Sunday, August 28, 2011

Yael Ben-Zion

What inspired you to start taking photographs, and what is the primary inspiration for you to keep working in this field?

While I have always been drawn to photography, I saw it merely as a hobby until I stumbled upon an introductory photo class at the Yale art school. I came to the U.S. to study for my LL.M. and J.S.D. degrees (masters and doctoral degrees in law), after being trained as a lawyer in Israel. While writing my dissertation, I took a couple of photography classes that opened my eyes (literally and metaphorically) to the potential of photography as an expressive art form. I think it had a lot to do with my teacher, David Hilliard. I found myself spending hours in the darkroom and later at home - editing and sequencing my work. It felt very different from writing my dissertation, which was intellectually challenging, but didn’t engage me the way photography did.
As I was already quite invested in law, it took me a few years before making the switch, but when I finally did, it just felt as the right thing for me to do. And I guess that this is what keeps me going – the passion and curiosity, and the stories I still want to tell.

In your opinion and experience, how can emerging photographers evaluate themselves as ready to start promoting their works and seek broader exposure for their photographs? What is one vital action you would recommend photographers undertake to find their audience, be included in exhibitions, and gain professional representation?

I think that one is ready to start promoting his or her work when they feel that they have something to say and figured out how they want to say it. A project may not always feel complete, but there is a time when it feels mature and ready to go out to the world.
I don’t know if there is one vital action I can recommend in order to have work out there, other than trying to show it to people in the field who may support it and/or offer viable advice. It can be done in different ways depending on the work, as well as on the photographer’s personality. In my case, a couple of portfolio reviews led me in the right direction.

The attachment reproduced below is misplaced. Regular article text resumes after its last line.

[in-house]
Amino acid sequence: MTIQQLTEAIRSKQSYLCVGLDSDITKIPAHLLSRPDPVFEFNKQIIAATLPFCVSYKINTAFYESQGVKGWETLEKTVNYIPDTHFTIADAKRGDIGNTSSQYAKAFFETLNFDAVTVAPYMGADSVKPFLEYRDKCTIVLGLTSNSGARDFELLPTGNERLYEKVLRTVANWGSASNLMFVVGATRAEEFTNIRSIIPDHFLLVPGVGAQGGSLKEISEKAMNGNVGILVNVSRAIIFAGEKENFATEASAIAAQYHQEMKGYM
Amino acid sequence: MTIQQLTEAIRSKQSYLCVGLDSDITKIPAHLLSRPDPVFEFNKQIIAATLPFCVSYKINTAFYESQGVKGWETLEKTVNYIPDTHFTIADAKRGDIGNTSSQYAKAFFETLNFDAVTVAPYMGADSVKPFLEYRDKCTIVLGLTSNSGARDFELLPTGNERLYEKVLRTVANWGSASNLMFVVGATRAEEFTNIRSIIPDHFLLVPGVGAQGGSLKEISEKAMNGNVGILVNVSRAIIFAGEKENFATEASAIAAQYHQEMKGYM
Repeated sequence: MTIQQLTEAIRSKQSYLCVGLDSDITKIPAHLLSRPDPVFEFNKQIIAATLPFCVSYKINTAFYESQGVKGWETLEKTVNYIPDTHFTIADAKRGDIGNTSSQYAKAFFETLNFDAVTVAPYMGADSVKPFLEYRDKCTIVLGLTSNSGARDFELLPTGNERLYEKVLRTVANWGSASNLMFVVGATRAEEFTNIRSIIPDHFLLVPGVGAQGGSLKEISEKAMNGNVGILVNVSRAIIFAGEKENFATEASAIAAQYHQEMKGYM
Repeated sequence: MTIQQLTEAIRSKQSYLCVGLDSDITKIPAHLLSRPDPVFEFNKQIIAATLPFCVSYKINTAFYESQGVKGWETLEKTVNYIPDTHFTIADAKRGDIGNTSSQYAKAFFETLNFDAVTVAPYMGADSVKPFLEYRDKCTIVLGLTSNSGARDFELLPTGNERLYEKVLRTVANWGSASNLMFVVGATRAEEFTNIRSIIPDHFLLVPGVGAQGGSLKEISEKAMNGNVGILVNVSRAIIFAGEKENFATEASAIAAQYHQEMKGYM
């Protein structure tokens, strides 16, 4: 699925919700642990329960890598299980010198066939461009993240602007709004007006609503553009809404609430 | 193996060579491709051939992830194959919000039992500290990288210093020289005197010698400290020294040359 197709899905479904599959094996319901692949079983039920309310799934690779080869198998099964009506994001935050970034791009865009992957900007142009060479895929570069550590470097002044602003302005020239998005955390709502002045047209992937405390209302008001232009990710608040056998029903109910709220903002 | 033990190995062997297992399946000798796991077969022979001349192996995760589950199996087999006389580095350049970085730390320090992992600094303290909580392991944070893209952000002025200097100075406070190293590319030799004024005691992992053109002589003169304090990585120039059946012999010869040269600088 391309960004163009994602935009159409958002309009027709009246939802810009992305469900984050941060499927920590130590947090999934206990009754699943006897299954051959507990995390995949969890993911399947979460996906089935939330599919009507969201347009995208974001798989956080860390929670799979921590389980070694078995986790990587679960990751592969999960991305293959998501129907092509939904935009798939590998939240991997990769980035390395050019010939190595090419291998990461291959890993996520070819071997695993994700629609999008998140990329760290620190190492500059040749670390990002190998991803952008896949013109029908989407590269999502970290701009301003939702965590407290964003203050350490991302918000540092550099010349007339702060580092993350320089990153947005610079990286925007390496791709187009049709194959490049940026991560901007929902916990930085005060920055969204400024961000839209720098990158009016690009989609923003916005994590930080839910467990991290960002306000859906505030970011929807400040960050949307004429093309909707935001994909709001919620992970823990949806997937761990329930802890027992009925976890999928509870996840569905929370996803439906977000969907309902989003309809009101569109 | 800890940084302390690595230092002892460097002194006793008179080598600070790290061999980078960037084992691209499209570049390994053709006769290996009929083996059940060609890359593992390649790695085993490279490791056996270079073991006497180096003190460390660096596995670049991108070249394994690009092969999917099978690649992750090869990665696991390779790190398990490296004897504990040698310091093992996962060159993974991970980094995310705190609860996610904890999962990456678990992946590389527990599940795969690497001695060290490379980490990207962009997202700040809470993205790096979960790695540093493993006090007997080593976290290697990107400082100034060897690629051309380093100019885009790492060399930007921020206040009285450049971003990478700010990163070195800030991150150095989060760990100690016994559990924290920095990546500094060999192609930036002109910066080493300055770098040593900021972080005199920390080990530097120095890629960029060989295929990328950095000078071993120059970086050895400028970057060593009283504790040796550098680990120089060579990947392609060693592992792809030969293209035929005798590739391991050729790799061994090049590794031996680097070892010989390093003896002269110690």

How did it come about that you achieved the status of successful, professional photographer? What steps were involved in reaching your level of success?

Circumventing the more propound question of defining “success” and the prerequisite combination of hard work and chance, I will refer to 5683 miles away, as this is the project that put me where I currently am. 5683 miles away is a long-term project that was photographed in Israel. When I finally set down to make sense of the work, I realized that due to the variety of images and the layered tale I wanted to tell, the proper presentation for it would be in a form of a book. I created a book dummy and met with Alexa Becker of Kehrer at the portfolio review in Arles, and this is how the book was born. While I was still working on the book, I contacted Bob Gilson of the 92nd Y who offered me a show in their art gallery. The book and the exhibition gained recognition for the work and hopefully will enable me to reach wider audiences down the road.

Flags, from 5683 miles away

Milk, from 5683 miles away

Ella with Protective Gear, from 5683 miles away

Laundry, from 5683 miles away

Black Iris, from 5683 miles away

Charlie Brown Christmas Tree, from Lost and Found

Indian wedding, from Lost and Found

Pocket dress, from Lost and Found

Murphy bed, from Lost and Found

Hanukkah candles and advent wreath, from Lost and Found

© copyright all images Yael Ben-Zion

About this Blog

Two Way Lens is a project designed to inform and inspire emerging photographers wanting to focus their creative output in a way that enhances their chances of finding an audience, being included in exhibitions and ultimately achieving gallery representation. The journey from inspired artist to successful artist is one that is often difficult to negotiate and hard to control. On these pages, I will feature the experiences and opinions of other photographers who I have found inspiring, and hopefully the knowledge they have built in their own experiences will be valuable to all of us finding our own way to sharing our creativity with the wider world.